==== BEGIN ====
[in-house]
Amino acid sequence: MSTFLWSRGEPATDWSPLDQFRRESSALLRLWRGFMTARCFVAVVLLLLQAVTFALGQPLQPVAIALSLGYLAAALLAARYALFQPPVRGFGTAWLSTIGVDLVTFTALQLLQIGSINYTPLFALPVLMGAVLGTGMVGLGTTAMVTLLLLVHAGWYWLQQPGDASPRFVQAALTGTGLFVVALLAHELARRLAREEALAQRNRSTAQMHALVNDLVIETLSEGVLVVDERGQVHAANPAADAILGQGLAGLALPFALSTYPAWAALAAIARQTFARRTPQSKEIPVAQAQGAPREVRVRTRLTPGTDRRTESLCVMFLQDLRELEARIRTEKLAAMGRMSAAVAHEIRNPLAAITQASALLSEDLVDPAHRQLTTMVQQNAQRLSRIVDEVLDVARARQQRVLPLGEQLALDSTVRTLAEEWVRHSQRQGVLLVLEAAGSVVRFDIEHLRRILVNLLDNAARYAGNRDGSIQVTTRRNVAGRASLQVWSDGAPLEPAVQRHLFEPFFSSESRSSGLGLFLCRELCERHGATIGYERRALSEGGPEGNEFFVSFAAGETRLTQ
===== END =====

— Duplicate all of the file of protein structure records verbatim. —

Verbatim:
[in-house]
Amino acid sequence: MSTFLWSRGEPATDWSPLDQFRRESSALLRLWRGFMTARCFVAVVLLLLQAVTFALGQPLQPVAIALSLGYLAAALLAARYALFQPPVRGFGTAWLSTIGVDLVTFTALQLLQIGSINYTPLFALPVLMGAVLGTGMVGLGTTAMVTLLLLVHAGWYWLQQPGDASPRFVQAALTGTGLFVVALLAHELARRLAREEALAQRNRSTAQMHALVNDLVIETLSEGVLVVDERGQVHAANPAADAILGQGLAGLALPFALSTYPAWAALAAIARQTFARRTPQSKEIPVAQAQGAPREVRVRTRLTPGTDRRTESLCVMFLQDLRELEARIRTEKLAAMGRMSAAVAHEIRNPLAAITQASALLSEDLVDPAHRQLTTMVQQNAQRLSRIVDEVLDVARARQQRVLPLGEQLALDSTVRTLAEEWVRHSQRQGVLLVLEAAGSVVRFDIEHLRRILVNLLDNAARYAGNRDGSIQVTTRRNVAGRASLQVWSDGAPLEPAVQRHLFEPFFSSESRSSGLGLFLCRELCERHGATIGYERRALSEGGPEGNEFFVSFAAGETRLTQ